A French physicist, Alexandre Edmond Becquerel, was the first to record his observation of the photovoltaic effect (photo denotes light and voltaic denotes the generation of electricity) in the 19th century. Since then, many scientists have worked to develop energy technologies based on this effect. It is a process in which electricity is generated in the boundary layers of certain semiconductor materials when they are illuminated. Today's photovoltaic semiconductor materials include silicon, gallium arsenide, copper indium dise-lenide, cadmium sulfide, and cadmium telluride.
Photovoltaic materials are classified as either crystalline, polycrystalline, or thin-film in form. These classifications represent the three major PV technologies. These are the building blocks for today's commercial PV products, which include consumer electronics (such as a solar-powered calculator or watch), remote electric power systems, utility-connected power systems, and building-integrated systems.
One of these PV materials, silicon, is highly abundant; it constitutes more than 25% of the Earth's crust. Silicon is used in more than 90% of all PV applications, including building-integrated photovoltaics or BIPV. Silicon solar technologies can be grouped in these three basic areas: single-crystal silicon, polycrystalline silicon, and thin-film amorphous silicon. The primary distinctions among the three technologies are their sunlight-to-electricity conversion efficiency rates, the methods by which they are manufactured, and their associated manufacturing costs.
The efficiency of each BIPV product is specified by the manufacturer. Efficiencies range from as low as 5% to as high as 15%-16%. A technology's conversion efficiency rate determines the amount of electricity that a commercial PV product can produce. For example, although thin-film amorphous silicon PV modules require less semiconductor material and can be less expensive to manufacture than crystalline silicon modules, they also have lower conversion efficiency rates. Until these conversion efficiencies increase,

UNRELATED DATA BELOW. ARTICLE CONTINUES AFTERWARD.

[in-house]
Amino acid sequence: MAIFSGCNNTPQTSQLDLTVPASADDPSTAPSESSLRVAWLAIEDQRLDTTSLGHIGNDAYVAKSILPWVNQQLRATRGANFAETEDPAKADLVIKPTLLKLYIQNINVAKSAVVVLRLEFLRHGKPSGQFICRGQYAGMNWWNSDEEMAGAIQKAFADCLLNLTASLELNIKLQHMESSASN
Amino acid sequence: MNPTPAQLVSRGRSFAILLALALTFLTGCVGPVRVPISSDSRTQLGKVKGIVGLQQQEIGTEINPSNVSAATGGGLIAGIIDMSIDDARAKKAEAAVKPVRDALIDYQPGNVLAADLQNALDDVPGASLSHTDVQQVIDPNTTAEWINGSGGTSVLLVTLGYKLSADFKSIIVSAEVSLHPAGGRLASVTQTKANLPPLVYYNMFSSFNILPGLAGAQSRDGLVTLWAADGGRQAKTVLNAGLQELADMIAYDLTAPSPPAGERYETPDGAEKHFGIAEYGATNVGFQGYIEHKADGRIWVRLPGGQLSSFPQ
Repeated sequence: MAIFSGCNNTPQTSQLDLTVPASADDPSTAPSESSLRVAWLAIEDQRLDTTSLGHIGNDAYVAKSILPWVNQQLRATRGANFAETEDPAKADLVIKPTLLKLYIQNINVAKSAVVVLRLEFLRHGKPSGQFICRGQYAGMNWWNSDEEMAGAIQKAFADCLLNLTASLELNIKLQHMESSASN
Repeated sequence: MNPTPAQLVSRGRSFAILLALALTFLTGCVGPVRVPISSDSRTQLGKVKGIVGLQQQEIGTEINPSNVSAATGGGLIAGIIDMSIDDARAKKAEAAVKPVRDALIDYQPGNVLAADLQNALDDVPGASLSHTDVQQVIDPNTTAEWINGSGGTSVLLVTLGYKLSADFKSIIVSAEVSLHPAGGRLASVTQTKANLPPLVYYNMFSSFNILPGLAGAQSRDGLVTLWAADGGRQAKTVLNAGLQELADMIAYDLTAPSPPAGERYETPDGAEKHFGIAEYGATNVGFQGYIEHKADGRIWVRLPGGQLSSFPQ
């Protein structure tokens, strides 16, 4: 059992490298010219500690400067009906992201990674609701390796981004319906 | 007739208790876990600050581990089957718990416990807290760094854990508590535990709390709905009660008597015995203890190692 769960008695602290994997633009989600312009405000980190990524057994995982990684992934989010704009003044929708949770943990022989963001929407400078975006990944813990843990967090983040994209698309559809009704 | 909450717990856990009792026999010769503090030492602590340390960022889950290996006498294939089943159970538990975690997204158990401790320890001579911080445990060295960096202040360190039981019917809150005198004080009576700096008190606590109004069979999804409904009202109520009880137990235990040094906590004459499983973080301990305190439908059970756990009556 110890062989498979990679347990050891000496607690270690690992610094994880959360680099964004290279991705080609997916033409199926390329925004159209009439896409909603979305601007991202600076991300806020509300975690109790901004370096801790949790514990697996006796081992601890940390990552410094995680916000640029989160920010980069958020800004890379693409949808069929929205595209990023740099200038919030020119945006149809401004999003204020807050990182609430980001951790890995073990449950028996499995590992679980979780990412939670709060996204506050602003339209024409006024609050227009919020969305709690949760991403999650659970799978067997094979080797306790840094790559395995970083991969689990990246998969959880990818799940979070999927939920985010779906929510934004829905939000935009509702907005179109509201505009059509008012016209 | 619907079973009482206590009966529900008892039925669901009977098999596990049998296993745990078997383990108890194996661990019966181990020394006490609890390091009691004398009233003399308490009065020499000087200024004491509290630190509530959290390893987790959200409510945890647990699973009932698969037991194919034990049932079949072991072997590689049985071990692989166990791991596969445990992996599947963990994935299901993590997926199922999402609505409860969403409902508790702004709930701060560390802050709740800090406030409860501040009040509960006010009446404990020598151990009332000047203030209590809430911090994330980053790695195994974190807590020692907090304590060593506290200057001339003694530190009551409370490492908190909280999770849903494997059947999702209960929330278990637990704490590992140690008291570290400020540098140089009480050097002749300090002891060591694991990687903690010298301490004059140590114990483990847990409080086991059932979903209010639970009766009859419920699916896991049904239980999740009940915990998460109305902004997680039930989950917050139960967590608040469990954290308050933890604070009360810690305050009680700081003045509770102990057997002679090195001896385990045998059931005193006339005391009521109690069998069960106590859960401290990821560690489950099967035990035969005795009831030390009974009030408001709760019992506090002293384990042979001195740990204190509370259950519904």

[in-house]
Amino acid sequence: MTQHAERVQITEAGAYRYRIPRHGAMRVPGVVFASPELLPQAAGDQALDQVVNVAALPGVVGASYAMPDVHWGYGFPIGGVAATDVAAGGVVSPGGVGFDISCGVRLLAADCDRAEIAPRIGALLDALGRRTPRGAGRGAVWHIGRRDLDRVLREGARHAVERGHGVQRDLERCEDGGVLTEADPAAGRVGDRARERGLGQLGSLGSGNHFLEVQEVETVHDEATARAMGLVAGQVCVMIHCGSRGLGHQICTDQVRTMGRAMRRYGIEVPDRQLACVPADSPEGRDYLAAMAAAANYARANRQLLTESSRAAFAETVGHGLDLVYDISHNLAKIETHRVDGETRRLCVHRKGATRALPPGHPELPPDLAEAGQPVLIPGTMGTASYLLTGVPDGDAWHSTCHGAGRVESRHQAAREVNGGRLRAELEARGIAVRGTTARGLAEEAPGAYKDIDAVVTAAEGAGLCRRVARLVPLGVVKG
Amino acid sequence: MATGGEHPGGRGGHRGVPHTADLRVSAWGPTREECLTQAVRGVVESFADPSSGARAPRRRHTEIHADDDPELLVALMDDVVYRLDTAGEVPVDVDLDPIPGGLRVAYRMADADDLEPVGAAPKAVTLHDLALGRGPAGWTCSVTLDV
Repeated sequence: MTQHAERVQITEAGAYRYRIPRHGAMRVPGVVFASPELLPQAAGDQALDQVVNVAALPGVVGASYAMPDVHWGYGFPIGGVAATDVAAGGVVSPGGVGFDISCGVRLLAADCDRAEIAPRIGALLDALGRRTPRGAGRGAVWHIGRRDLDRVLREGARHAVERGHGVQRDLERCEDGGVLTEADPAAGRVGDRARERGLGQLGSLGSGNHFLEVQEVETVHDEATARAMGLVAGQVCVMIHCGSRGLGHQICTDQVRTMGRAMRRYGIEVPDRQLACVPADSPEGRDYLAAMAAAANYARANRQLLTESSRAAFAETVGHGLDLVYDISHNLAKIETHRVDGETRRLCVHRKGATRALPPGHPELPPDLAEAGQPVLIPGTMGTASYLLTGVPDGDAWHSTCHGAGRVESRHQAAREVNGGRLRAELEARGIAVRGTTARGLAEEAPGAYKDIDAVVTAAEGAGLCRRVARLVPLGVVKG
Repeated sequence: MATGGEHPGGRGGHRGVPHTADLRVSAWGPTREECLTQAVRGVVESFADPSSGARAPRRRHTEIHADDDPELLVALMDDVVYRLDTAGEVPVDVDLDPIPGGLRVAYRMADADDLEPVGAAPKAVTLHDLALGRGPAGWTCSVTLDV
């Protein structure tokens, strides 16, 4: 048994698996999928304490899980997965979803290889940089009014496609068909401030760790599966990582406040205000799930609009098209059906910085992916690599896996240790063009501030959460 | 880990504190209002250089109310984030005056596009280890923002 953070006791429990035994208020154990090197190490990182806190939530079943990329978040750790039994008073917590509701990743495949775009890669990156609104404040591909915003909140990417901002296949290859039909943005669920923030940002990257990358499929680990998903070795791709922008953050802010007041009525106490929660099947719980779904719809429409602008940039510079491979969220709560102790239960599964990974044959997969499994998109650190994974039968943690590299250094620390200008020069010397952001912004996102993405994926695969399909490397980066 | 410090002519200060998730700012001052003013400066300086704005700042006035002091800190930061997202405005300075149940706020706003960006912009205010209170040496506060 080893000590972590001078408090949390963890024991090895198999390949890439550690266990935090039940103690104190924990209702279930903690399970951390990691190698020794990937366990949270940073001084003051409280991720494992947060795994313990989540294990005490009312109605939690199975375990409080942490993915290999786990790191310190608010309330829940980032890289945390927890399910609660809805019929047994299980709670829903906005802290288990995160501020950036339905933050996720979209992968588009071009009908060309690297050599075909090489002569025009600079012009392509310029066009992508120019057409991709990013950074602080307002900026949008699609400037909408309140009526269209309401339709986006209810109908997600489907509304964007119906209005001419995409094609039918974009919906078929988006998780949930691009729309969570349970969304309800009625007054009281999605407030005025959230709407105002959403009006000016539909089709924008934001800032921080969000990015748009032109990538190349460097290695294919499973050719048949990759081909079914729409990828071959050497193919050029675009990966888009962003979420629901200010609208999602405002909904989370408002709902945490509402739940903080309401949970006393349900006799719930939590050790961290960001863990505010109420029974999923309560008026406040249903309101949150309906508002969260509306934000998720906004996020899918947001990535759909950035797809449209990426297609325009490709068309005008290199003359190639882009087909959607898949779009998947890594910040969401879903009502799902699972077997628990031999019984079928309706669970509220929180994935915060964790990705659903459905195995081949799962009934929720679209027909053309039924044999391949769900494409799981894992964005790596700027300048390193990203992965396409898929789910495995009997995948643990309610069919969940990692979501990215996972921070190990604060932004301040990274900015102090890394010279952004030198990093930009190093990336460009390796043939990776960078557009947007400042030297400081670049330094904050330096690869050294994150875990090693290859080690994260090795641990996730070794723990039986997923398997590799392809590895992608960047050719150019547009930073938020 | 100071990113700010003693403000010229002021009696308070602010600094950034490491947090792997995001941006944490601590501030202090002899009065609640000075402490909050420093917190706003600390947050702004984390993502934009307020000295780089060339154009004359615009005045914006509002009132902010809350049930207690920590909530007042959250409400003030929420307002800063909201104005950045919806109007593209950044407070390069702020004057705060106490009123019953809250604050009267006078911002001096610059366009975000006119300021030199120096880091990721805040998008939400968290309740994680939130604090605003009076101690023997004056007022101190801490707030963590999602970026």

Sunlight is composed of photons—discrete units of light energy. When photons strike a PV cell, some are absorbed by the semiconductor material and the energy is transferred to electrons. With their new-found energy, the electrons can escape from their associated atoms and flow as current in an electrical circuit.
PV arrays require no care other than occasional cleaning of the surfaces if they become soiled or are used in dusty locations. However, they must be kept clear of snow, weeds, and other sources of shading to operate properly. PV cells are connected in series, so shading even one cell in a module will appreciably decrease the output of the entire module.
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PV cells are the basic building blocks of PV modules. They are made of semiconducting materials, typically silicon, doped with special additives. Approximately 1/2 volt is generated by each silicon PV cell. The amount of current produced is directly proportional to the cell's size, conversion efficiency, and the intensity of light. As shown in the figure below, groups of 36 series-connected PV cells are packaged together into standard modules that provide a nominal 12 volt (0r 18 volts @ peak power). PV modules were originally configured in this manner to charge 12-volt batteries. Desired power, voltage, and current can be obtained by connecting individual PV modules in series and parallel combinations in much the same way as batteries. When modules are fixed together in a single mount they are called a panel and when two or more panels are used together, they are called an array. (Single panels are also called arrays.)
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